This is obviously the logical implication of Sola Scriptura.  However, I have found that when one articulates this too plainly and clearly, one often finds oneself accused of misrepresenting Sola Scriptura.  "That's not what Sola Scriptura means!  You're twisting it!  Sola Scriptura doesn't mean we should just go off by ourselves with our Bibles and ignore the whole history of the Church, all the ancient teachers, etc.!  On the contrary, a right understanding of Sola Scriptura tells us to treat with great deference and respect the traditions of the Church and to do our interpreting in the context of those who have gone before, and to be taught by the Fathers, the councils, and the great creeds and confessions of the historic Church!"

Notice that this response completely misses the point.  I never said that Sola Scriptura means that we should go off by ourselves and read the Bible without input from anyone else, or that we shouldn't have great respect and deference for the traditions of the Church, etc.  All I said was that, when push comes to shove, after I've listened to all the input I can get, and after laborious and careful examinations and re-examinations--if, after all of that, it still appears to me that the Bible disagrees with the unanimous consensus of the historic Church, Sola Scriptura tells us to go with our own interpretations of Scripture over the consensus of the historic Church.

I think that putting this so plainly makes a lot of Protestants very uncomfortable, especially those (like Presbyterians, Anglicans, etc.) who want to distance themselves from all those "hillbilly" evangelicals who go off with "just the Bible and me," no education, no awareness of Church history, etc., and come up with goofy personal interpretations and then start their own new church in their living room.  Perhaps subconsciously to avoid this discomfort, they try to make distinctions that aren't there, such as the distinction Protestant teacher Keith Mathison has made between Solo Scriptura and Sola Scriptura, where the former is the hillbilly evangelical version and the latter is the historic, tradition-minded version.  Unfortunately, as many have pointed out, no principled distinction really exists to be made.  Sure, various people who try to practice Sola Scriptura are more or less historically-informed, literate, respectful of traditional positions, etc., but the basic principle is the same--the Bible alone is infallible and so the Bible should be followed even if it should seem to contradict everyone else.  I'm not aware of any serious position adopted by any Protestant church which says that we should read the Bible while ignoring all input from anyone else or from earlier teachers in the Church.  Every Protestant group that I am aware of that has articulated any clear position on this affirms that tradition is valuable, that we should know history, etc.  They simply add that none of those things are infallible, and the Bible alone is.  And that is the same position that is advocated by Keith Mathison and all the cultured Presbyterians and Anglicans as well.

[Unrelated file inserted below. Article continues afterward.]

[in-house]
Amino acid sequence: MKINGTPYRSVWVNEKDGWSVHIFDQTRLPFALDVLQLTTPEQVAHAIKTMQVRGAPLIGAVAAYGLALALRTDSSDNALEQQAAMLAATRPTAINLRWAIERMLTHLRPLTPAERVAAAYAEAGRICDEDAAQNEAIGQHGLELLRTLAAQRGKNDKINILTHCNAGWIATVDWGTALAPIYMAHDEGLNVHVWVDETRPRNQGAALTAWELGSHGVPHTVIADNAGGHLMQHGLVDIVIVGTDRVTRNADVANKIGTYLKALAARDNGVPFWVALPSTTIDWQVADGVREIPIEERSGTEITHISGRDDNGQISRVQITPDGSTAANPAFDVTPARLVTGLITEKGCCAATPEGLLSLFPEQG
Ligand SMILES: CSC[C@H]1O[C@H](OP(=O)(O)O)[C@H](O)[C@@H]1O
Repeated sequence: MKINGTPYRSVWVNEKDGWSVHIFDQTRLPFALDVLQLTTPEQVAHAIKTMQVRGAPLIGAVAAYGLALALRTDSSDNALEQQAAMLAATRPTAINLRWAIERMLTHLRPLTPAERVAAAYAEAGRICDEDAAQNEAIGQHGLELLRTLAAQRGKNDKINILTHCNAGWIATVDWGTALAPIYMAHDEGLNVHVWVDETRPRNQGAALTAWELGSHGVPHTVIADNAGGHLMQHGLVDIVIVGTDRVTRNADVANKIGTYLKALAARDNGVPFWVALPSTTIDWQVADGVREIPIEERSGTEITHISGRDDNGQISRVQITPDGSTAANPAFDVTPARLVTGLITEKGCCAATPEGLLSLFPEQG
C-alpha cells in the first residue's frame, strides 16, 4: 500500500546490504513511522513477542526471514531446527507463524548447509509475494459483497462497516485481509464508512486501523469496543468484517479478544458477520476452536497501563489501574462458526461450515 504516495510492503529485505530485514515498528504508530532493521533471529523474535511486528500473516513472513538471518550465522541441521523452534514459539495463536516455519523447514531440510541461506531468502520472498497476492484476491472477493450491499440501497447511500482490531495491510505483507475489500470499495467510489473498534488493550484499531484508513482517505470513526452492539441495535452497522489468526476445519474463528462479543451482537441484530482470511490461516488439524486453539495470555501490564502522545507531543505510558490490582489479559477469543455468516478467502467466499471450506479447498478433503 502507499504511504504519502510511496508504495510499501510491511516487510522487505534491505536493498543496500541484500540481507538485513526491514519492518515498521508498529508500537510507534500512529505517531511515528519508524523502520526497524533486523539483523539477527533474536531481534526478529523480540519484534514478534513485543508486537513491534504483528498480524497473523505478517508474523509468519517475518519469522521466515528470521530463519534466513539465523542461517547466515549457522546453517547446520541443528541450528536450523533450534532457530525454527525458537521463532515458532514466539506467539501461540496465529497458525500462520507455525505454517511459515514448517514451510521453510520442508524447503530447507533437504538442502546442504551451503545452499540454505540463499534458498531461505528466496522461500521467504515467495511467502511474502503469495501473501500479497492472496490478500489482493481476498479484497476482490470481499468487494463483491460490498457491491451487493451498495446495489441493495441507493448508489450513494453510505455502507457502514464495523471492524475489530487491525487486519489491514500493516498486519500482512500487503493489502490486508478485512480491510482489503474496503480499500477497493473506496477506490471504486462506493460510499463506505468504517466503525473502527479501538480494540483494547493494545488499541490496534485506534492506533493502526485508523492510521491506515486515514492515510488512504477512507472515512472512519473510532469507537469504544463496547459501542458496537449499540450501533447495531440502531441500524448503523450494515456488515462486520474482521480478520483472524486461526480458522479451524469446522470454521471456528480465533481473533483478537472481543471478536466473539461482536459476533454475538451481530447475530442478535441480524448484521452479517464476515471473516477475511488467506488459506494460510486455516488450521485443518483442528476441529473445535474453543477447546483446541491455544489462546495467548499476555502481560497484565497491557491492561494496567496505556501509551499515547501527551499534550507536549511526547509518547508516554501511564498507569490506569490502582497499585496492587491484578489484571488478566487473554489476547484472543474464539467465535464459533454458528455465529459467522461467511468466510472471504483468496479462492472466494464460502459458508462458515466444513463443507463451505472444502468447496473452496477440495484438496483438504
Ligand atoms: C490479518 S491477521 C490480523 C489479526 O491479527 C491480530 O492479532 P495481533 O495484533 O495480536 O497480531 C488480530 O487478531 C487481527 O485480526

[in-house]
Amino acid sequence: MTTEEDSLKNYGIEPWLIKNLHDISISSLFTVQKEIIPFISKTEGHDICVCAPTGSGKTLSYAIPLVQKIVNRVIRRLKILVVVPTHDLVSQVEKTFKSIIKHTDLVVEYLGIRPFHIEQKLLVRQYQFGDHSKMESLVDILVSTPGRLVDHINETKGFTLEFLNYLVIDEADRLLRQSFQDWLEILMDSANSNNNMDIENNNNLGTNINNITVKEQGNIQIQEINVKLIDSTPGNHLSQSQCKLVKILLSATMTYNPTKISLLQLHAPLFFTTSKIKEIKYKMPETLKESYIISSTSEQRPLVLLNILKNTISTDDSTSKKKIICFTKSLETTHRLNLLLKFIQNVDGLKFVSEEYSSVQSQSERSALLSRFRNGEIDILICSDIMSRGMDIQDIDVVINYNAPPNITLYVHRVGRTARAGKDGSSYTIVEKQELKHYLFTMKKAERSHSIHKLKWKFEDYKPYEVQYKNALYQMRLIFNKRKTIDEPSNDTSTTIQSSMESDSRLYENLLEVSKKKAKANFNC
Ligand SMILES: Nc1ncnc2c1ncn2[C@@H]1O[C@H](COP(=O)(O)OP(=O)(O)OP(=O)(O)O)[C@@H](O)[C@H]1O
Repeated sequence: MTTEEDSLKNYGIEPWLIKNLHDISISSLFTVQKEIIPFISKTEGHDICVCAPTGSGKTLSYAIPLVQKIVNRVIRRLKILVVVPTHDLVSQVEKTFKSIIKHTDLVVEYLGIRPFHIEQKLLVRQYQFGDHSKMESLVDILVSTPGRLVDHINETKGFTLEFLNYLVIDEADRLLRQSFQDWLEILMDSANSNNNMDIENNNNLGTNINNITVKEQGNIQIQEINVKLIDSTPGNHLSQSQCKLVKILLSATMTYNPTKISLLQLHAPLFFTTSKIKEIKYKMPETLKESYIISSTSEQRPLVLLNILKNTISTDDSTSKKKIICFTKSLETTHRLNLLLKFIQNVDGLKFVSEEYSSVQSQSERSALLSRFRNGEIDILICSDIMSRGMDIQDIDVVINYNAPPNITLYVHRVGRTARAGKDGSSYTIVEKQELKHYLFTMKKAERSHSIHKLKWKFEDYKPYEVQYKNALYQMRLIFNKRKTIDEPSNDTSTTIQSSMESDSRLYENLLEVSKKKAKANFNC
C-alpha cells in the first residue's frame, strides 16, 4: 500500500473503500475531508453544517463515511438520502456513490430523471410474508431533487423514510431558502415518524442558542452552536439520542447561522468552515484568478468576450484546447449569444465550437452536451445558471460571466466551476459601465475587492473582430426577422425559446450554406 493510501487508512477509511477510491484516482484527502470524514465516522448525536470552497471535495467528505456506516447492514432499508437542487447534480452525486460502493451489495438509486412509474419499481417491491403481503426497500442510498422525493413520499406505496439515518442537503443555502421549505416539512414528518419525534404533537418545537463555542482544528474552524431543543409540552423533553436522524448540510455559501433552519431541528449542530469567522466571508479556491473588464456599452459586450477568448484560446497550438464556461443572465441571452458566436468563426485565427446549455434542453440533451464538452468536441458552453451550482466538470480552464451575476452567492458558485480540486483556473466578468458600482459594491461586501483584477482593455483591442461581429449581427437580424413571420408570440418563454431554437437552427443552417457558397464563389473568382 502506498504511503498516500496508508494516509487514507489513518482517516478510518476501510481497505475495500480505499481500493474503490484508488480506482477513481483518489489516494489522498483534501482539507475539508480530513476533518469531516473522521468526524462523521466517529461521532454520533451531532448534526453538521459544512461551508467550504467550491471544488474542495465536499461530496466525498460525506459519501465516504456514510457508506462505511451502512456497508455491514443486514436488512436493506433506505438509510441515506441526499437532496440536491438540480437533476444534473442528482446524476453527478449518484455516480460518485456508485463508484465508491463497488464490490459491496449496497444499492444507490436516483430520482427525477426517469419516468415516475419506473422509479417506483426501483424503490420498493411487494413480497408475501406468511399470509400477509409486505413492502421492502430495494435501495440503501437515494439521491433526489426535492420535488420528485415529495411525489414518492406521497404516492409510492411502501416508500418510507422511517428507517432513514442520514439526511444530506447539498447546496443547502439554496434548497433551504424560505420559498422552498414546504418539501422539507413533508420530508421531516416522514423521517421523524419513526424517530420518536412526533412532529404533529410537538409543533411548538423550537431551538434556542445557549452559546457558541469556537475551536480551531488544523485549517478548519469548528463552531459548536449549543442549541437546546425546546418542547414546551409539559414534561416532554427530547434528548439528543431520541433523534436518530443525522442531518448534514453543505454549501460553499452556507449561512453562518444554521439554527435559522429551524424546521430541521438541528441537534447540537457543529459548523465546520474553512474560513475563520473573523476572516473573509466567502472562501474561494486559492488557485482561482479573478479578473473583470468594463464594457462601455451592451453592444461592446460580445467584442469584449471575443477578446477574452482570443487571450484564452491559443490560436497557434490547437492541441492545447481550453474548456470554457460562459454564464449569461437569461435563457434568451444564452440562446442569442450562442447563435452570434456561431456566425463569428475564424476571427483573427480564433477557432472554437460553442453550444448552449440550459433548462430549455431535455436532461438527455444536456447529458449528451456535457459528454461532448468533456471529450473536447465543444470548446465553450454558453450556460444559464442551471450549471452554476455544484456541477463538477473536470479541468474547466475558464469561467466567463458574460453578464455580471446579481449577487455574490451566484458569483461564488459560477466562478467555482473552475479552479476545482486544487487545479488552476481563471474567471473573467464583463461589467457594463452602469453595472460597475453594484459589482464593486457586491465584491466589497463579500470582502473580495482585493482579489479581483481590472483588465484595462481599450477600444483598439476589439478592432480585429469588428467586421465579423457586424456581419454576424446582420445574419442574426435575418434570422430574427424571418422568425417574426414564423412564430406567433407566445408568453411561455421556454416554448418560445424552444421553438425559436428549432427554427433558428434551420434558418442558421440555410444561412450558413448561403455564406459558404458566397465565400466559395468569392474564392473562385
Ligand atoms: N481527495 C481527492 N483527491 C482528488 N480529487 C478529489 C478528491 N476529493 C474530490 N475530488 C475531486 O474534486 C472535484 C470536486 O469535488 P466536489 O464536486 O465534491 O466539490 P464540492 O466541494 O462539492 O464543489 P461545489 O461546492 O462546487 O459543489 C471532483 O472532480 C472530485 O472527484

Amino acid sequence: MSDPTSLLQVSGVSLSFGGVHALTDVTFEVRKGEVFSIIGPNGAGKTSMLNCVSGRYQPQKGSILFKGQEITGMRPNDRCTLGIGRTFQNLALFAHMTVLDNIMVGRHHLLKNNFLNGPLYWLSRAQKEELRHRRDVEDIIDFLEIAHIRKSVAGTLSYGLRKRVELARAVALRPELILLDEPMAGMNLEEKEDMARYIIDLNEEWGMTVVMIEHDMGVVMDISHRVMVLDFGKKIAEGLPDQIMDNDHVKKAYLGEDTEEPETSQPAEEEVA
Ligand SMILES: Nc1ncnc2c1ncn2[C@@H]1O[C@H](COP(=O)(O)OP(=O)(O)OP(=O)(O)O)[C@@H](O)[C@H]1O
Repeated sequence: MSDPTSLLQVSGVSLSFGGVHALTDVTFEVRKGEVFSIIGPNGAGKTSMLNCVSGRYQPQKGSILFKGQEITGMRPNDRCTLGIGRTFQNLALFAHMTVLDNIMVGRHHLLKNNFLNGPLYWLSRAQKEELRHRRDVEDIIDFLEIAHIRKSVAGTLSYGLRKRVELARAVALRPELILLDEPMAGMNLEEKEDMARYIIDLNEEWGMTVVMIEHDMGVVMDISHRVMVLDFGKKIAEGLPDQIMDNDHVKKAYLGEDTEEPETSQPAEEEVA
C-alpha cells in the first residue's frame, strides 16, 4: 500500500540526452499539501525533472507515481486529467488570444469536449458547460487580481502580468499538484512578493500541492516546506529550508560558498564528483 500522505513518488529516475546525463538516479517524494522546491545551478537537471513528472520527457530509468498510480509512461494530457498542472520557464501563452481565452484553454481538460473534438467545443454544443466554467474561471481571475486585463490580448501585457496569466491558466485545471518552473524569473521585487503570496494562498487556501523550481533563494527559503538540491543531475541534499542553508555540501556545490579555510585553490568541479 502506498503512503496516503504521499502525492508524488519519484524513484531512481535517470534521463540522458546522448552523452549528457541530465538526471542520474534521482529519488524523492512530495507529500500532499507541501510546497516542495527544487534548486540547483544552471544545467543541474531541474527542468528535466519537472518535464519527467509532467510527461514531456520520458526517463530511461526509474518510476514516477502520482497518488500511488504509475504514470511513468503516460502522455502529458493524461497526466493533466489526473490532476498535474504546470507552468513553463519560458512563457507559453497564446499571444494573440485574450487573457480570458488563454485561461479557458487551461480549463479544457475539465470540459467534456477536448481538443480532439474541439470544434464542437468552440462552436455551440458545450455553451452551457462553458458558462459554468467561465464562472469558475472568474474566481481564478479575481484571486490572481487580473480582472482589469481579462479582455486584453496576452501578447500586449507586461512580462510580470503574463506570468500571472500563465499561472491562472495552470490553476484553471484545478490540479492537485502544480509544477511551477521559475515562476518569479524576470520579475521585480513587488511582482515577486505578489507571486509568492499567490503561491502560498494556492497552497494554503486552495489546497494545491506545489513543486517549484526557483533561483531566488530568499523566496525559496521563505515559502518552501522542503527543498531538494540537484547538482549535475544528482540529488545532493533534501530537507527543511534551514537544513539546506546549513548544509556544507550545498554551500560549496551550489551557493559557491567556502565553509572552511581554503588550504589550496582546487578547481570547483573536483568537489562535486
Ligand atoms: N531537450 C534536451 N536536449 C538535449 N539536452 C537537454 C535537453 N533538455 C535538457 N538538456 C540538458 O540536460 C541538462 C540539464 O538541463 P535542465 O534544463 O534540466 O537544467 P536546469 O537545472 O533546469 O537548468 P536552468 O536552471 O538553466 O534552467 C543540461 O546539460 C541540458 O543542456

Those who say that Sola Scriptura is being misrepresented when it is said that it implies that we must follow our own interpretations of the Bible even, if need be, against the unanimous position of the historic Christian Church need to think more carefully through their own doctrine.  If we are not to follow our own interpretations as the ultimate authority, what is the alternative?  Are we to abandon what it seems to us that the Bible is saying in order to defer to historic councils, teachers, etc.?  This makes no sense in the context of Sola Scriptura, for it would be to treat these ancient councils and teachers as if they were infallible, and it would be to give up the practice of checking what they said against the Scriptures before believing them, which is the whole point of Sola Scriptura!  Imagine if Luther had done this: